Monreale Cathedral
the internal areas

A chapel by an unknown designer based on repeated symmetries

The name of the person who shaped the project is still unknown, but the work of the Florentine master Pietro Bacchiotta and the Palermitan sculptor Marco Antonio d'Aprile is certain.
They embellished this oblong and rectangular space and intervened in the reconstruction of the floors of the cathedral’s  aisles as early as 1590.

Like a precious casket enclosed between two pre-existing rooms, the chapel captures the attention of those who enter, through it’s longitudinal axis, emphasising its double function: the first, visible in the eastern wall that houses the tomb dedicated to the founder, the second, a reliquary dedicated to the homonymous saint, venerated in the ciborium altar , placed longitudinally on the opposite wall, behind which is an oil painting of Antonio Novelli .
The attention to symmetry is also apparent in the floor decoration, adorned with two large inscriptions that can be read from the central oval, arranged in a specular fashion.The barrel vaulted ceiling itself is not exempt from the rules of perspective, which can already be seen from the entrance, where three oval frescoes can be seen, two of which can be seen from the centre of the chapel, contrasting with the only one arranged transversely, reserved for the Torres coat of arms and its motto. The architecture visible today is not the original but derives from some architectural renovations that took place between 1946 and 1948.
From the chapel of S. Castrense, there is access to the small room containing the Chapel of the Holy  Sacrament”.

A mixture of styles pervades the floor decorations

The plasticism of the main portico and Bonanno Pisano’s Monumental Bronze Door

The Great Restoration

A new Cathedral

The cemetery of kings

The dialogue between the architectures of the monumental complex

Thirteenth-century iconography decorates the nave’s wooden ceiling, designed with new solutions

The transformations of the hall through the centuries

The chorus: beating heart of the cathedral

The medieval city amidst monasticism and feudal aristocracy

The mosaics of the apses

Norman religious architecture with islamic influences in Sicily

The chapel of St. Benedict

A polysemy of high-level artistic forms and content

The columns of the nave: the meticulous study of the overall order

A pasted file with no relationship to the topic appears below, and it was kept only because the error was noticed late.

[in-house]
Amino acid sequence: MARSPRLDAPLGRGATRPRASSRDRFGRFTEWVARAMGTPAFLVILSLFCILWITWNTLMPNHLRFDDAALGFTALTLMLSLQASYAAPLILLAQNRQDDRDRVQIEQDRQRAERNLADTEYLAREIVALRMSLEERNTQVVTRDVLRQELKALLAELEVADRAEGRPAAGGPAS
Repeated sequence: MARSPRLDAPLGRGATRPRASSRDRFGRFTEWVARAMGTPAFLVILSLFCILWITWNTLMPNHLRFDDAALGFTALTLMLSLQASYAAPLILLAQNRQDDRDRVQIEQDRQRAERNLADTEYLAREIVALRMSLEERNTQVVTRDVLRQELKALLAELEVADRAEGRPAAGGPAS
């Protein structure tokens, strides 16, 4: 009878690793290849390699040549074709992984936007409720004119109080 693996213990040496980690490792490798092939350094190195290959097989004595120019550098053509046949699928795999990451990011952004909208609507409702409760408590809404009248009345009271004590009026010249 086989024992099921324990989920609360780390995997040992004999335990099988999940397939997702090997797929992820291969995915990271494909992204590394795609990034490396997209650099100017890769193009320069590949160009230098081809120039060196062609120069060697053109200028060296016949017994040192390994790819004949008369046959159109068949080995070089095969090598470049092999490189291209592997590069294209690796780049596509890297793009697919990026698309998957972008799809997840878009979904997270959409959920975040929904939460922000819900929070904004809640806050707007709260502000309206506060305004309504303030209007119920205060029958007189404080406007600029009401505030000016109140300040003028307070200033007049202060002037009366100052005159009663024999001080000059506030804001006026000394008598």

The longest aisle

Squaring the circle

The towers and the western facade

The links between the hauteville family and the monastic orders in Sicily

The chapel of the crucifix: an artistic casket based on a previous model

The towers facing the facade used as bell towers

A space between the visible and the invisible

The Kings’ Cathedrals

The paradisiacal “Conca d’oro” that embraces Palermo: a name with countless faces through time

Biblical themes enlivened by the dazzling light of the stained – glass windows overlooking the naves

The side Portico: a combination of elegance and lightness of form

Tempus fugit: a strategic project implemented in a short period of time

The Cathedral over the centuries

Palermo: the happiest city

Layers of different cultures decorate the external apses

The cultural substrate through time

Survey of the royal tombs

The side aisles

The balance between architecture and light

A chapel by an unknown designer based on repeated symmetries

Ecclesia munita

Interior decorations

The beginning of the construction site

The Great Presbytery: a unique space for the cathedral

Roger II of hauteville: a sovereign protected by God

The chystro: a place between earth and sky

The decorated facade

The Virgin Hodegetria

A palimpsest of history

Under the crosses of the Bema

The king’s mark

Cefalù: settlement evidence through time

The chapel of san Castrense: an important renaissance work

The architectural modifications ti the cathedral building after the death of Roger II and the transformations of the cloister

A compositional design that combines nordic examples with new artistic languages, over the centuries

Worship services

The liturgical spaces of the protesis and the diaconicon

A Northern population

The Chapel of St. Mary Magdalene

Artistic elements in Peter’s ship

The original design

The Gualtiero Cathedral

From the main gate to the aisles: an invitation to a journey of faith

The southern portico

The senses tell Context 1

Characteristics of religious architecture in the romanesque period

Beyond the harmony of proportions

Gardens and architecture as a backdrop to the city of Palermo

The Bible carved in stone

Roger II’s strategic design

The lost chapel

The marble portal: an intimate dialogue between complex ornamental aspects and formal structure

The area of the Sanctuary

The Chapel of the Kings

Porphyry sarcophagi: royalty and power

The mosaics of the presbytery

The rediscovered chapel

The stone bible

A controversial interpretation

A tree full of life

The Cefalù cathedral: a construction yard undergoing a change between a surge of faith and control over the territory

Mosaic decoration

A remarkable ceiling

Two initially similar towers, varied over time

The construction of Monreale Cathedral: between myth and history

A cloister of accentuated stylistic variety

From the Mosque to the Cathedral

Transformations over the centuries